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This week’s international launch of the Porsche 911 Targa 4 GTS at the Ascari race circuit in Spain takes the number of 911 model variants on offer to an astounding 21.

The newest 911 also marks the 50th anniversary of the iconic Porsche 911 Targa and the first time a GTS version of the design classic has been built.

It’s also the fifth GTS model that Porsche has released and the fifth such badged variant across the entire 911 range. GTS versions are also available in the Boxster, Cayman, Cayenne and Panamera model lines.

With pricing starting from $305,300 (plus on-road costs) for the seven-speed manual version to $311,250 for the auto (PDK) version, the Targa 4 GTS becomes the most expensive naturally aspirated 911 on offer – pricier even than the hardcore $293,600 GT3.

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In line with all Porsche GTS models, the Targa 4 GTS gets enhanced driving dynamics. It’s engine, chassis and electronic control systems have been optimised for more performance. The 3.8-litre flat-six engine is based on the Carrera S powertrain, but power is up 19kW to 316kW at 7700rpm, primarily due to an optimised air induction system. However, torque remains the same at 440Nm at 5750rpm.

With the Sports Chrono package as standard fitment on the 911 Targa 4 GTS, performance is scintillating, with the 911 Targa 4 GTS able to sprint from 0-100km/h in 4.3 seconds with the seven-speed PDK transmission or 4.7sec for the seven-speed manual. Top speed is a claimed 303km/h.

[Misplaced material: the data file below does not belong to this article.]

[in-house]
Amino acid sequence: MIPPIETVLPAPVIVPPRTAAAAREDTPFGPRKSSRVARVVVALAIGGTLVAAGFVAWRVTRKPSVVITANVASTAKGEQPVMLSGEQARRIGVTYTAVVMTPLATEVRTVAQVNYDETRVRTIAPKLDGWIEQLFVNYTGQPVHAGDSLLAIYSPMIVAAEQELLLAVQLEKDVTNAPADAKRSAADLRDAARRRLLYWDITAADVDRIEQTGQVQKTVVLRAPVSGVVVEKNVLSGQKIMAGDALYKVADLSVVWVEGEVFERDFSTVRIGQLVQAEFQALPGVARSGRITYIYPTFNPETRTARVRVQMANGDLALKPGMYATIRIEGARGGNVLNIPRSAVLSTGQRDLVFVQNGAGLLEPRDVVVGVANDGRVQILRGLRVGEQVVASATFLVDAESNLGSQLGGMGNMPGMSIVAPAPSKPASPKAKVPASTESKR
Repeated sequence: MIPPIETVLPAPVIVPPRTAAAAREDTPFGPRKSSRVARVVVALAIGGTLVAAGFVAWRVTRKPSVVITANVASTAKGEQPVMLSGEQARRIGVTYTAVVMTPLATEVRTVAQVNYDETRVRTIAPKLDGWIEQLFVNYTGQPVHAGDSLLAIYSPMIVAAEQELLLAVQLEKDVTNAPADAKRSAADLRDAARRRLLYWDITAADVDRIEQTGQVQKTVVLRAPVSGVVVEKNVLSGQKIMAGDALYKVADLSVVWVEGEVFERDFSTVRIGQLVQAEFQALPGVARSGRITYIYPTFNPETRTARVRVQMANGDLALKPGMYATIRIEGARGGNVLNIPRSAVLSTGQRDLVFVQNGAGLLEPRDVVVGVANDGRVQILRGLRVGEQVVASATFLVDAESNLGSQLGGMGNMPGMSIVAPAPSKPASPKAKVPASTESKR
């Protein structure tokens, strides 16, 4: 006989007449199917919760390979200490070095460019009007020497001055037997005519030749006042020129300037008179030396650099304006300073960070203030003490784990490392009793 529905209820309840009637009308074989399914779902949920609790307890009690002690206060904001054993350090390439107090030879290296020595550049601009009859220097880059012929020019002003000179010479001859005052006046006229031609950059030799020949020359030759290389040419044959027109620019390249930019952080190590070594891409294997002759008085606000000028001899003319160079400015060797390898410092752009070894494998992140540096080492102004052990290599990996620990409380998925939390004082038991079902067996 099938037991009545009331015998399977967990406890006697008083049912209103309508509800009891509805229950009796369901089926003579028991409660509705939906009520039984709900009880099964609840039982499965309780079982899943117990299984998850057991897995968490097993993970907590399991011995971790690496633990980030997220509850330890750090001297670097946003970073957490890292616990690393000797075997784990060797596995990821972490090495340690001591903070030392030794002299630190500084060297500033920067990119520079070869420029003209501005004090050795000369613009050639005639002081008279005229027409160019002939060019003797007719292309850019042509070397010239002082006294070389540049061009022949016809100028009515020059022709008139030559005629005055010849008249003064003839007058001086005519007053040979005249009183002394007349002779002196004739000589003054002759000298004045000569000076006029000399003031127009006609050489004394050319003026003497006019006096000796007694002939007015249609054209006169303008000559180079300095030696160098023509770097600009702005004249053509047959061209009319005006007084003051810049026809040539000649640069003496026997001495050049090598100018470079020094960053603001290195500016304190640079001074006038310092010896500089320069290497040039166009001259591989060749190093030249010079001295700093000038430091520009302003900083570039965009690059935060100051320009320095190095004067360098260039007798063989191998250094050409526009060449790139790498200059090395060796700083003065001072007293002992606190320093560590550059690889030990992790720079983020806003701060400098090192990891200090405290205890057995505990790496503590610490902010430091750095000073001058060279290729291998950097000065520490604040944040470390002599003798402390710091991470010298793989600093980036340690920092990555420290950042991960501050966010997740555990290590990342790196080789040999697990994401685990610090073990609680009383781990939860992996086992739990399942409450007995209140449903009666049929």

The suspension has also been modified, with shortened spring elements working in concert with the Porsche Active Suspension Management (PASM) system to provide maximum traction with the all-wheel drive system.

Visually, the 911 Targa 4 GTS differs from its ‘S’ sibling with Black details defining this top-spec version.

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At the rear of the car, the badge, the radiator grille and quad exhaust pipes are all finished in black. The wheels are black, too. So are the air intakes and headlamp covers at the front of the car.

It’s the same story inside, with the GTS gaining an exclusive Alcantara steering wheel along with inserts in the seats and door trims. This special material weighs half as much as leather and is used on Porsche racing cars.

Globally, the Targa model is becoming more popular with the 2015 version expected to make up around 15 per cent of 911 sales. Previously it was closer to 5 per cent.

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Expect the new 911 Targa 4 GTS to arrive in Australian showrooms in the third quarter of this year.




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